compoundToday, there are over 60,000 young people in juvenile detention centers all across America. These youth are disproportionately Black and Latino, and their experience in detention relies completely on the regulations of their individual justice system, of which there are over 56 in the United States.

Because there is no one centralized juvenile justice system, the Juvenile Justice and Delinquency Prevention Act (JJDPA) was passed in 1974 in an effort to address inconsistencies between systems and ensure better outcomes for youth. Unfortunately for today’s incarcerated youth, JJDPA was last reauthorized in 2002, and expired in 2007. This left juvenile justice systems nationwide without consistent standards for practice or training resources to do with community-based solutions. But in April, Senators Chuck Grassley (R-IA) and Sheldon Whitehouse (D-RI) introduced the Juvenile Justice and Delinquency Prevention Reauthorization Act of 2015, which sought to improve and renew the original JJDPA. The Senate Judiciary Committee approved the bill by voice vote on Thursday, July 23.

According to the Coalition for Juvenile Justice, this new legislation, which has gained strong bipartisan support in the Senate, consists of four core requirements that help protect some of our most vulnerable youth: they cannot be incarcerated for non-criminal behaviors known as “status offenses,” they must be removed from adult jails and lockups, youth who are housed in adult facilities under rare exceptions must be separated by sight and sound barriers, and states must address disproportionate minority contact (DMC) within their systems.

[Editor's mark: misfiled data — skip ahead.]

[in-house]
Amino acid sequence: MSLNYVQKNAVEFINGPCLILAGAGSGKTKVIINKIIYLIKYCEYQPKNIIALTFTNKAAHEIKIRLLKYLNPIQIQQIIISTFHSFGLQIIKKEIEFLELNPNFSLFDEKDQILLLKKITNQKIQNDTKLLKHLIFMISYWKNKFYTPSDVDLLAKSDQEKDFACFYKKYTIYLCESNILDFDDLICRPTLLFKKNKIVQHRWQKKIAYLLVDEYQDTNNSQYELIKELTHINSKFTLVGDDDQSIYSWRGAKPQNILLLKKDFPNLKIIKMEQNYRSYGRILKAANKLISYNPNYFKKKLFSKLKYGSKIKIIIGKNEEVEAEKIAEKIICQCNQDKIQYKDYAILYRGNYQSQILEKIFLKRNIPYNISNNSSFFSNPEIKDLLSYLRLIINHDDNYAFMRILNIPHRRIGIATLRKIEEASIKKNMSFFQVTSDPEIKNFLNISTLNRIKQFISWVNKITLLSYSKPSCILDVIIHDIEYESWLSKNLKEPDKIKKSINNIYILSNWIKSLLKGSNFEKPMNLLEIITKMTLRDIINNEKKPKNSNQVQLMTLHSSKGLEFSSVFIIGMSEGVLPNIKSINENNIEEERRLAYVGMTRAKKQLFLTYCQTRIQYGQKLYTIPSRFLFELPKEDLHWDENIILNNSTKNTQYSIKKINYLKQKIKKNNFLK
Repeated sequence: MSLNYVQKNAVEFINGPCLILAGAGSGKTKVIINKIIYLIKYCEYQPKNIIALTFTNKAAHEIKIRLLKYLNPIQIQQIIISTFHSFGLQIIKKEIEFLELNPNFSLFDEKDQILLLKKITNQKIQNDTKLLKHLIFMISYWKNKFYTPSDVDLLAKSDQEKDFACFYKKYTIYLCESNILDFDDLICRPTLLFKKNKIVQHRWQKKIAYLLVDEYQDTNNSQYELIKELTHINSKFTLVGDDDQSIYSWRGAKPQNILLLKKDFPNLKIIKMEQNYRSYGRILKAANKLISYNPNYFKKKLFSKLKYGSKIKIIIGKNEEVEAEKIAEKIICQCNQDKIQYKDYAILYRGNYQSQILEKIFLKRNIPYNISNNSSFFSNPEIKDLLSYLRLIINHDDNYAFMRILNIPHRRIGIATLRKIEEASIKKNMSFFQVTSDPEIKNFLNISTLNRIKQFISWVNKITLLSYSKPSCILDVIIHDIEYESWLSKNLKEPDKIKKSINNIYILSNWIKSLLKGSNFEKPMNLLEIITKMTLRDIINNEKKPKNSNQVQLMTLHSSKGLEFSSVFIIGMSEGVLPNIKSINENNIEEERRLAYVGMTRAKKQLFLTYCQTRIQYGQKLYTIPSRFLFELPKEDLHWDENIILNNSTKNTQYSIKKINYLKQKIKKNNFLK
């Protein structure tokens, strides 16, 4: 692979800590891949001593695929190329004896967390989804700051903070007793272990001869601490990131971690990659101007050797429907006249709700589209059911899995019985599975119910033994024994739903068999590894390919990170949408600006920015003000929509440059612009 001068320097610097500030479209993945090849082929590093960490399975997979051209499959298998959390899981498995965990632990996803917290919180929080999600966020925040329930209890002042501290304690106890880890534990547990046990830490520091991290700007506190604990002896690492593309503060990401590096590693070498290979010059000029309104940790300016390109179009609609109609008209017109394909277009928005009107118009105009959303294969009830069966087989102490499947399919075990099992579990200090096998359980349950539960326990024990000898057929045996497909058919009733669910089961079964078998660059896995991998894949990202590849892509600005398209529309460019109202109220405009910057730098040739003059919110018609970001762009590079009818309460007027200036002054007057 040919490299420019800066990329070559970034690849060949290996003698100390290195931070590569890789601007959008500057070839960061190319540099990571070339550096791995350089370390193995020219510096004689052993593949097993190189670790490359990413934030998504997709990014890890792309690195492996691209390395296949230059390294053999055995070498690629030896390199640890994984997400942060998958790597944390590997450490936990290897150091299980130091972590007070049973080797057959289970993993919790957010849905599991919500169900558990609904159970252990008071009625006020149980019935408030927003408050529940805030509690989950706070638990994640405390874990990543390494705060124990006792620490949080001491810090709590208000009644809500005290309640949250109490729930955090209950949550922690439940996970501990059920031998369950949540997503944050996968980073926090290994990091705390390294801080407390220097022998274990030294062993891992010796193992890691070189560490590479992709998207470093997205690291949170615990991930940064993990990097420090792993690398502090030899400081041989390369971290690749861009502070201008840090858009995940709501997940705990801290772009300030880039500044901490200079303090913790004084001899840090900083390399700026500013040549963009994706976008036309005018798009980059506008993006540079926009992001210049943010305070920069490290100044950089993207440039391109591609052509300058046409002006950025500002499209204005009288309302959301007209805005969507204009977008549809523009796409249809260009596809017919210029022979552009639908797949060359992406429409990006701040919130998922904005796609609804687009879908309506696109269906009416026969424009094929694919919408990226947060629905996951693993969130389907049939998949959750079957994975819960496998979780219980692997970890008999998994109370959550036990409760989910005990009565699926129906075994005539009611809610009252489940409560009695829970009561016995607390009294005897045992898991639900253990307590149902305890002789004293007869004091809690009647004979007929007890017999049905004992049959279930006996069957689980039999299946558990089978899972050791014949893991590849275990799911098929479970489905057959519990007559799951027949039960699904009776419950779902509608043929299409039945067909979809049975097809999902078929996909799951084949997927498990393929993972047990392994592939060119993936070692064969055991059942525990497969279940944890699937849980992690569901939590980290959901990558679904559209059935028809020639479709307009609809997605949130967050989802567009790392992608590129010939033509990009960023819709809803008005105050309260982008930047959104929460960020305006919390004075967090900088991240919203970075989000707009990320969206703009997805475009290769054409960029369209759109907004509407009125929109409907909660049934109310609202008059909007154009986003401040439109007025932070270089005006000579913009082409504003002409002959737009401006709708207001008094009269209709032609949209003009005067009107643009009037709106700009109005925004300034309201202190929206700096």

This bill provides funding to state programs to serve and protect at-risk-youth, acknowledges new studies of youth’s brain development as inadequate to adults, and requires states to hone in on Black and Brown youth who are highly targeted on the streets and unjustly treated at every decision point of the justice system.

A recent press release quotes Senator Grassley, saying “Our bill provides a long-overdue policy refresh to improve opportunities for our nation’s must vulnerable children and strengthen safeguards for youth who encounter the juvenile justice system. Our goal is to make sure that youth can benefit from the programs’ full potential.” Senator Whitehouse remarked, “This long-awaited reauthorization could put a real dent in the school-to-prison pipeline and assure that law enforcement intervention with kids does the least possible unnecessary harm to them and to their futures. It’s a commonsense bill that will help kids maintain their education while detained, keep kids out of jail for status offenses that would never land an adult in prison, divert them to substance abuse and mental health services if that’s the real problem, better protect them from adult criminals and from solitary confinement, and address racial disparities in the current system.”

Next, the bill will move to the Senate floor. Let’s keep fighting and hope that our U.S. Congress votes to repair our juvenile justice system, ultimately enriching the lives of our young children and adults.

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Want to learn more? First Focus is a bipartisan advocacy organization dedicated to making children and families the priority in federal policy and budget decisions. Read more about our work on juvenile justice.

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